(WXYZ) — Consumer Affairs has released a list of the states with the worst roads in the country. Here are states you should be aware of when you are traveling this holiday season.
Coming in as number one is Rhode Island. According to the American Society of Civil Engineers, the state has received a C-minus on its Infrastructure Report Card. Consumer Affairs writes that there are about 150 bridges in the state and more than 860 highway miles considered in "poor" condition by the federal government.
Number two is Hawaii. They recently have received a D-plus on its Infrastructure Report Card. Hawaii residents rated their roads poorly due to potholes and uneven pavement, lousy lighting, few guardrails, traffic, and congestion.
Wisconsin is number three and has received a C on its Infrastructure Report Card. According to Consumer Affairs, drivers pay about $550 each year to repair their cars damaged by bad roads.
The Golden State is ranked as number four for states with bad roads. According to Consumer Affairs, California drivers pay about $800 in costs due to driving on bad roads.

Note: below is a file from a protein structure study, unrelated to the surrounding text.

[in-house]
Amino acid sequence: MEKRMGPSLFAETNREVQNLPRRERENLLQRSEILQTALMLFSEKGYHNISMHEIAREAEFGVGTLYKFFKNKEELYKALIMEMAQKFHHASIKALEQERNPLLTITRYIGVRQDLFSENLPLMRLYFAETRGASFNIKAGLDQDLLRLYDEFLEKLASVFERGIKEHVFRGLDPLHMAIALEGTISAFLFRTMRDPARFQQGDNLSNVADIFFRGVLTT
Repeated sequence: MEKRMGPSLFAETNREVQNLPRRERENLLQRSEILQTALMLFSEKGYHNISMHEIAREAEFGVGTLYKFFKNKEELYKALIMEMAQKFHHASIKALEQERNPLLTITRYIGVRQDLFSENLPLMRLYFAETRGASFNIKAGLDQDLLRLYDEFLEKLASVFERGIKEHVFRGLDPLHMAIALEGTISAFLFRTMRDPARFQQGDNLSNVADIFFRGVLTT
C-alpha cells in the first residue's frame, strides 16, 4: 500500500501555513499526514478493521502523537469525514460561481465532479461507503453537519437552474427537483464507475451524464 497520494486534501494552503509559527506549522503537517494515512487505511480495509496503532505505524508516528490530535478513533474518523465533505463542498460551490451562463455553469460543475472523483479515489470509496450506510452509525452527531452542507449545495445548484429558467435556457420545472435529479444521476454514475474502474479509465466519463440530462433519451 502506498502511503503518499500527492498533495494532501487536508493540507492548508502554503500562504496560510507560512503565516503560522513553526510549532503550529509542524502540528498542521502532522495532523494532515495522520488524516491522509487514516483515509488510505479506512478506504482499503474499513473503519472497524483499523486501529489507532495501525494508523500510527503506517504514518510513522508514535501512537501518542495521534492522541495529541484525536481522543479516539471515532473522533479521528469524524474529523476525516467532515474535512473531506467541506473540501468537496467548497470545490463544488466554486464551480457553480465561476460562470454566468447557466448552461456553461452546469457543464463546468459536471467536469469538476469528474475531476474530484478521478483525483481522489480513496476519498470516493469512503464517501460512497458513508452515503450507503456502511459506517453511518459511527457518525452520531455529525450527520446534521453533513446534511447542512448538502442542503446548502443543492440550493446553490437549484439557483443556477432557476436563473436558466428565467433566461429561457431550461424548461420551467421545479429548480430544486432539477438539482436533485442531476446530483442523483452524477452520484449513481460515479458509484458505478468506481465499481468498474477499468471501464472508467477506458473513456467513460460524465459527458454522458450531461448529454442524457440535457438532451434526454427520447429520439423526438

Massachusetts is rated as the fifth bad road state. “The snowplows have done a number on our roads. Potholes and damage to the streets are a constant nuisance. Southbridge, or Massachusetts roads in general, seem to be in a never-ending loop of construction,” one resident said.
There are more than 1,030 bridges and over 2,030 highway miles in poor condition in the state of South Dakota. Consumer Affairs writes that drivers pay $562 in repairs each year due to the road conditions.
Based on the Consumer Affairs road survey New Jersey ranks as number seven for bad roads. Large potholes seem to be a recurring theme in the state. “They constantly seem to be fixing them, but I don't know whether they aren't doing it right or what,” an Ewing resident said. “They seem to be working on the roads all year long, but they never seem to be fixed.”
Louisiana is number eight in the top ten states with bad roads. Residents claim that there are "potholes everywhere."
The mitten ranks as number nine for having awful roads. “I hit so many potholes and bumps it's unreal. Bent two of my car rims,” a Warren resident told Consumer Affairs. “All the dirt roads have such bad potholes in them … you can’t even drive any faster than 5 miles an hour. If you’re going faster, you might wreck your car,” a resident in Leonard said. On average, drivers can pay up to $644 per year in repairs due to driving on Michigan roads.
The state that comes in as number ten is New York. According to the Consumer Affairs survey, the “patchwork is ... poorly done” in Manhattan, and “potholes [and] blocked lanes” remain an issue in Brooklyn. Bronx roads “are being ruined by new traffic patterns (islands and potholes) construction.”